The effective federal fund rate plays a key role in the U.S. economy. It is not only the benchmark interest rate underlying financial instruments in the financial market, but also the pivotal factor in pricing of assets in other industry. Therefore, effective Federal Fund Rate has always been the focus of forecasting activities performed by academy and businesses. However, since December 16th, 2008, federal fund rates have been targeted within a range of 0%-0. 25%. Effective Federal Fund rates, which center on the target rate, become less unpredictable. However, as the economy recovering, effective federal fund rate will very likely resume its current role. Given this, it is still of profound significance to forecast fed fund rates.
Effective federal fund rate is determined by the federal fund market, where Financial institutions trade federal fund with each other overnight. Financial institutions and the Federal Open Market Committee (FOMC) are the major market forces that ultimately decide the effective fed fund rate.
There are a lot of forecasting models for effective federal fund rate. Hauwe, Paap and Dijk（2011）used a Bayesian forecasting model for federal funds target decisions using large set of macro economic predictors . Although this model initially is used for federal fund target rate prediction,it can be adapt to predict the effective federal fund rate. This is because effective federal fund rate is forced to stay close to federal fund target rate by the Trading Desk at Federal Reserve Bank of New York, see Taylor (2001). The Trading Desk performs Open Market Operation (OMO) and counteracts large deviations of effective federal fund rate from its target. In the meantime, financial institutions will also react to federal fund target changes immediately, given that they anticipated the OMO will bring the effective federal fund rate to new target rate very soon. Therefore, predicting effective federal fund rate can be roughly substitute for predicting target rate, which is determined by FOMC. Hauwe, Paap and Dijk examined the minutes of FOMC meetings and discovered that a large set of macro-economic indicators is used in determining the target rates.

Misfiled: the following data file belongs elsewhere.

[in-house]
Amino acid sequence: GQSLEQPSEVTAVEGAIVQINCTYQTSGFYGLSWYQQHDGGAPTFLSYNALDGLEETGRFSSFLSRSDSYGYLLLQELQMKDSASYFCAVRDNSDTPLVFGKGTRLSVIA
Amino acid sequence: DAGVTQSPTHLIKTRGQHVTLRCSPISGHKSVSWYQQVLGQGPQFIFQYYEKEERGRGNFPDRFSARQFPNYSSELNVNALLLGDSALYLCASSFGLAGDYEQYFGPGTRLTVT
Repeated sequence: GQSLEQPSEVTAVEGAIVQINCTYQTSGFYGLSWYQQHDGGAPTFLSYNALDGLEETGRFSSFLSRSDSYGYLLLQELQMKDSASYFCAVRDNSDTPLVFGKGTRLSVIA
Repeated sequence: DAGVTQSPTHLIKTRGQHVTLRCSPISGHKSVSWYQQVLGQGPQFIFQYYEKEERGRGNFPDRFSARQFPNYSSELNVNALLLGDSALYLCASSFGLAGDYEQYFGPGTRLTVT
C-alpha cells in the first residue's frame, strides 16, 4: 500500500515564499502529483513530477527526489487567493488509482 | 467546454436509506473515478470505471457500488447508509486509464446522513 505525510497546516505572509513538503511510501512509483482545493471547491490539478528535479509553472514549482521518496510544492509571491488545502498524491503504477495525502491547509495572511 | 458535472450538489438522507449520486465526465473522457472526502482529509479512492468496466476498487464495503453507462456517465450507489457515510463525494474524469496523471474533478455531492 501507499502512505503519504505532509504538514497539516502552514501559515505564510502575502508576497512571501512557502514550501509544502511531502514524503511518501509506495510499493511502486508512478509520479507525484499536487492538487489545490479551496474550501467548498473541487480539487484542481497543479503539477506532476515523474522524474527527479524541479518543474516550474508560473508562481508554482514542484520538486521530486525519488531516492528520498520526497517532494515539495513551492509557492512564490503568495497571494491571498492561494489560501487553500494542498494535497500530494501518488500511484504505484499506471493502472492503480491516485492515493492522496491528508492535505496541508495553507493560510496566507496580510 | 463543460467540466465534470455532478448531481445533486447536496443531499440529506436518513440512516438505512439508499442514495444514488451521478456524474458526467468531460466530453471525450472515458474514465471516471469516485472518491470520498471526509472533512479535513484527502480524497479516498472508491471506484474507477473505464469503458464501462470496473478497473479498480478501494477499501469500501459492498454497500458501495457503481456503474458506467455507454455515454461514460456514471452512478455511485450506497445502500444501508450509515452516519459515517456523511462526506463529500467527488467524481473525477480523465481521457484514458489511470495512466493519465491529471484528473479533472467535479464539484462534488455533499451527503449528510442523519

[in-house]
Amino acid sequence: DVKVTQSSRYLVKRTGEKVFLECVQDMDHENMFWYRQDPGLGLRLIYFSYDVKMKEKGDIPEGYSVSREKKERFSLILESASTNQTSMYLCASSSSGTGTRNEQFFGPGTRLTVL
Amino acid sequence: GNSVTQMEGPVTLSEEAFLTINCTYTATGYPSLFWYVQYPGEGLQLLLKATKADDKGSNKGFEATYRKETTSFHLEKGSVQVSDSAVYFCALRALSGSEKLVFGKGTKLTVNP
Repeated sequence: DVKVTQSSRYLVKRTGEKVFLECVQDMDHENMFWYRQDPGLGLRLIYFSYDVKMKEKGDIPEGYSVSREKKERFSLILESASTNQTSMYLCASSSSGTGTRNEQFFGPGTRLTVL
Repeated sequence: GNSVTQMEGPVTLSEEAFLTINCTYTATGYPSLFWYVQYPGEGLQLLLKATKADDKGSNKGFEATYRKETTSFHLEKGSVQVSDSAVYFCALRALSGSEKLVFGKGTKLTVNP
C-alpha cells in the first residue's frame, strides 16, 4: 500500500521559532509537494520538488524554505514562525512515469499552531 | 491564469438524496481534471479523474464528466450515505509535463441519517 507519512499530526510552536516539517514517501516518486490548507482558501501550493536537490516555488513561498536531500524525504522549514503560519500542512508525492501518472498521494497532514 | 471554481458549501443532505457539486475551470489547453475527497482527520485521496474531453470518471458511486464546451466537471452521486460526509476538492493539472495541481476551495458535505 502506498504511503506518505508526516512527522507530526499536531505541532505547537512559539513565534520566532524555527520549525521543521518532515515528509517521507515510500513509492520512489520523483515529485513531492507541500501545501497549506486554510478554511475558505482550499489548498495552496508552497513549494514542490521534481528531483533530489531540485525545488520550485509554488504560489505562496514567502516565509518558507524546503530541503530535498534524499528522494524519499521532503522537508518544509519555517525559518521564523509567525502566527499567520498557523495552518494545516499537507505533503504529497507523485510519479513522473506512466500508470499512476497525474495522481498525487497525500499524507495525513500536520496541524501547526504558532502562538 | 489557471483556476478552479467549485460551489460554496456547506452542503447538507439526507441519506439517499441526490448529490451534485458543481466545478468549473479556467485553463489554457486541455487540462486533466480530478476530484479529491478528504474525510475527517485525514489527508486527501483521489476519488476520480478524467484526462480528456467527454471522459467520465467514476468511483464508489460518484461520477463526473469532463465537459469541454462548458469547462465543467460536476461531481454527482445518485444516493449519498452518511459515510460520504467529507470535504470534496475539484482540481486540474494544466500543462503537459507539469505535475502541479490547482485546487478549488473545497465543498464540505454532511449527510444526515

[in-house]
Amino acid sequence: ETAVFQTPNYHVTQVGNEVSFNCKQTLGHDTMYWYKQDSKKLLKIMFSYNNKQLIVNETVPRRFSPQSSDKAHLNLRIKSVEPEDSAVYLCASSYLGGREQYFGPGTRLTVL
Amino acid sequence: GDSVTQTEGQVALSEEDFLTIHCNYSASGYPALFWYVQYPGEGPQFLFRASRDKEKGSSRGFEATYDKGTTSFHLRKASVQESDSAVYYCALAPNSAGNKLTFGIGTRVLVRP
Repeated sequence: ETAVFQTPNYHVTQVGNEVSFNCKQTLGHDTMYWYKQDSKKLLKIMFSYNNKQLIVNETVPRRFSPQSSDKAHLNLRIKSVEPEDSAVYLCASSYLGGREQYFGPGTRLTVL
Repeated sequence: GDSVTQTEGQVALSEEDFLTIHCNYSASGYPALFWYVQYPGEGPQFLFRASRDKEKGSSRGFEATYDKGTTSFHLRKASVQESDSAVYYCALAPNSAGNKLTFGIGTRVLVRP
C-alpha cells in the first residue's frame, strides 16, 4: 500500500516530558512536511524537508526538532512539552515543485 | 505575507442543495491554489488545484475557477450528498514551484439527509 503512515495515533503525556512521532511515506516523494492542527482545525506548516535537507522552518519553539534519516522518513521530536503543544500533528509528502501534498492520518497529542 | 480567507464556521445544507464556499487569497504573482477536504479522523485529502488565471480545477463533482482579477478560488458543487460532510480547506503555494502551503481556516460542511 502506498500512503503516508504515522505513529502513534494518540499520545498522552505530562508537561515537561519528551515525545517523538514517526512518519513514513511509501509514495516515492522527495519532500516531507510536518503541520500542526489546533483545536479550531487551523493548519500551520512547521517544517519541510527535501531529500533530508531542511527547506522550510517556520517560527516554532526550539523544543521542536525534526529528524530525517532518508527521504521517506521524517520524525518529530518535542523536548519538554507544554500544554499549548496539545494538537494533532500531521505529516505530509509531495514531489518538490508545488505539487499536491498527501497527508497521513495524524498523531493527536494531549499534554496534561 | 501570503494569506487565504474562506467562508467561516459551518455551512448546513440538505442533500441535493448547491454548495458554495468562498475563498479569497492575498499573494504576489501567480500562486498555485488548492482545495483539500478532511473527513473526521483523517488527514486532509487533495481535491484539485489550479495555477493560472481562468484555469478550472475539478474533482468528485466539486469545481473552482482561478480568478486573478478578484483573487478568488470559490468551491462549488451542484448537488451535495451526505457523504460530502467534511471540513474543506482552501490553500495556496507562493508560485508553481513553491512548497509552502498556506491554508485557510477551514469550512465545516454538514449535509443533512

Thorton (1998) proposed a model using the 30 days federal fund future rate as predictor. Federal fund futures rate can help predicting the target rates because futures market participants make commitments that are contingent on what they believe the federal funds rate will be and look to factors they believe will influence its course. The Fed targets the funds rate, and the overnight federal funds rate stays close, on average, to the Fed’s target. Hence, the federal funds futures rate naturally embodies the market’s expectation of what the Fed will do.
Theory suggests that model averaging can improve predictability. Ravazzolo, Dijk, and Verbeek (2007) discovered that averaging yield higher predictive gains than selecting the best model, and time varying model weights have higher statistical and economic values than other averaging schemes. Therefore, we can take the average of the above two models.